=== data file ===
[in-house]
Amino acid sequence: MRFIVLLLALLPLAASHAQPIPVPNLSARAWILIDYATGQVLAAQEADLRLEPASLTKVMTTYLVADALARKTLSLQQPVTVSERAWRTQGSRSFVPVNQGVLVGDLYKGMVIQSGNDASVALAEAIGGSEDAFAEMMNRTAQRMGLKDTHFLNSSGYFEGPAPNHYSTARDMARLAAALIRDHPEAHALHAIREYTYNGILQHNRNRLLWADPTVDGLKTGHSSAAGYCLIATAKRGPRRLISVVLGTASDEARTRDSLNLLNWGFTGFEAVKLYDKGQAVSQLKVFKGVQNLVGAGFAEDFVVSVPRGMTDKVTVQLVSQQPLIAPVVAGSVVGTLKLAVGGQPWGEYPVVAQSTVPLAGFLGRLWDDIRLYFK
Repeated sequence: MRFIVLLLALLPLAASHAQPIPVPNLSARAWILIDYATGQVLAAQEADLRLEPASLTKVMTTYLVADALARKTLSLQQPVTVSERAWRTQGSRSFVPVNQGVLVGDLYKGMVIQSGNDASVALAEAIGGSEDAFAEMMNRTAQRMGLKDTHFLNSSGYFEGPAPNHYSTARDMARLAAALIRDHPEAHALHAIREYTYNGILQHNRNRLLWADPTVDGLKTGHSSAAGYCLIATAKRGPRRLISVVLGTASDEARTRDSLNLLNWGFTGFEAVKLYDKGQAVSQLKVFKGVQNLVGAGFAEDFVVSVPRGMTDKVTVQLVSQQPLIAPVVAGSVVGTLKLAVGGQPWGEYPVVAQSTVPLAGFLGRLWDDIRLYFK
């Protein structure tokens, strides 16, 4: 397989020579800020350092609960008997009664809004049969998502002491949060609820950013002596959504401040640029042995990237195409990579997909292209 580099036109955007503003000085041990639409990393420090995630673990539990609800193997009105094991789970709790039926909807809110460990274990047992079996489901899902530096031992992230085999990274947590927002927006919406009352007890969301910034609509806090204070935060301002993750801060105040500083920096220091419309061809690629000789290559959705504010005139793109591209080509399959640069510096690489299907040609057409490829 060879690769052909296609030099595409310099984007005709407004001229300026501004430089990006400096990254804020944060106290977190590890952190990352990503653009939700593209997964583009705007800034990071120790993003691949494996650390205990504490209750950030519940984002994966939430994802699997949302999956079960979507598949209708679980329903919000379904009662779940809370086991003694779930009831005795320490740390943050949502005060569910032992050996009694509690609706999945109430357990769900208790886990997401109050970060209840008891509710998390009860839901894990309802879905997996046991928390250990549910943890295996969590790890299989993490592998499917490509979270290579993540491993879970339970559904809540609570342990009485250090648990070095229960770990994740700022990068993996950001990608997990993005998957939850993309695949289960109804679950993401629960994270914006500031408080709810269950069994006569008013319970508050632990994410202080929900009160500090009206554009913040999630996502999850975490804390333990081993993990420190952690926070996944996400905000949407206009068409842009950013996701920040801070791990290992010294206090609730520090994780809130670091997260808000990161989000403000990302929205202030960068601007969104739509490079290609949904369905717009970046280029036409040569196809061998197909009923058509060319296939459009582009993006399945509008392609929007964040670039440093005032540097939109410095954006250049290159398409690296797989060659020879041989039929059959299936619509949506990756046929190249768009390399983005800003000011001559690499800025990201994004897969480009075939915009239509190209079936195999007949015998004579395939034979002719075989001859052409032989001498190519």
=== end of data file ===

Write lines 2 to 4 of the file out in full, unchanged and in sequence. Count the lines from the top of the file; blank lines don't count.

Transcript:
Amino acid sequence: MRFIVLLLALLPLAASHAQPIPVPNLSARAWILIDYATGQVLAAQEADLRLEPASLTKVMTTYLVADALARKTLSLQQPVTVSERAWRTQGSRSFVPVNQGVLVGDLYKGMVIQSGNDASVALAEAIGGSEDAFAEMMNRTAQRMGLKDTHFLNSSGYFEGPAPNHYSTARDMARLAAALIRDHPEAHALHAIREYTYNGILQHNRNRLLWADPTVDGLKTGHSSAAGYCLIATAKRGPRRLISVVLGTASDEARTRDSLNLLNWGFTGFEAVKLYDKGQAVSQLKVFKGVQNLVGAGFAEDFVVSVPRGMTDKVTVQLVSQQPLIAPVVAGSVVGTLKLAVGGQPWGEYPVVAQSTVPLAGFLGRLWDDIRLYFK
Repeated sequence: MRFIVLLLALLPLAASHAQPIPVPNLSARAWILIDYATGQVLAAQEADLRLEPASLTKVMTTYLVADALARKTLSLQQPVTVSERAWRTQGSRSFVPVNQGVLVGDLYKGMVIQSGNDASVALAEAIGGSEDAFAEMMNRTAQRMGLKDTHFLNSSGYFEGPAPNHYSTARDMARLAAALIRDHPEAHALHAIREYTYNGILQHNRNRLLWADPTVDGLKTGHSSAAGYCLIATAKRGPRRLISVVLGTASDEARTRDSLNLLNWGFTGFEAVKLYDKGQAVSQLKVFKGVQNLVGAGFAEDFVVSVPRGMTDKVTVQLVSQQPLIAPVVAGSVVGTLKLAVGGQPWGEYPVVAQSTVPLAGFLGRLWDDIRLYFK
């Protein structure tokens, strides 16, 4: 397989020579800020350092609960008997009664809004049969998502002491949060609820950013002596959504401040640029042995990237195409990579997909292209 580099036109955007503003000085041990639409990393420090995630673990539990609800193997009105094991789970709790039926909807809110460990274990047992079996489901899902530096031992992230085999990274947590927002927006919406009352007890969301910034609509806090204070935060301002993750801060105040500083920096220091419309061809690629000789290559959705504010005139793109591209080509399959640069510096690489299907040609057409490829 060879690769052909296609030099595409310099984007005709407004001229300026501004430089990006400096990254804020944060106290977190590890952190990352990503653009939700593209997964583009705007800034990071120790993003691949494996650390205990504490209750950030519940984002994966939430994802699997949302999956079960979507598949209708679980329903919000379904009662779940809370086991003694779930009831005795320490740390943050949502005060569910032992050996009694509690609706999945109430357990769900208790886990997401109050970060209840008891509710998390009860839901894990309802879905997996046991928390250990549910943890295996969590790890299989993490592998499917490509979270290579993540491993879970339970559904809540609570342990009485250090648990070095229960770990994740700022990068993996950001990608997990993005998957939850993309695949289960109804679950993401629960994270914006500031408080709810269950069994006569008013319970508050632990994410202080929900009160500090009206554009913040999630996502999850975490804390333990081993993990420190952690926070996944996400905000949407206009068409842009950013996701920040801070791990290992010294206090609730520090994780809130670091997260808000990161989000403000990302929205202030960068601007969104739509490079290609949904369905717009970046280029036409040569196809061998197909009923058509060319296939459009582009993006399945509008392609929007964040670039440093005032540097939109410095954006250049290159398409690296797989060659020879041989039929059959299936619509949506990756046929190249768009390399983005800003000011001559690499800025990201994004897969480009075939915009239509190209079936195999007949015998004579395939034979002719075989001859052409032989001498190519």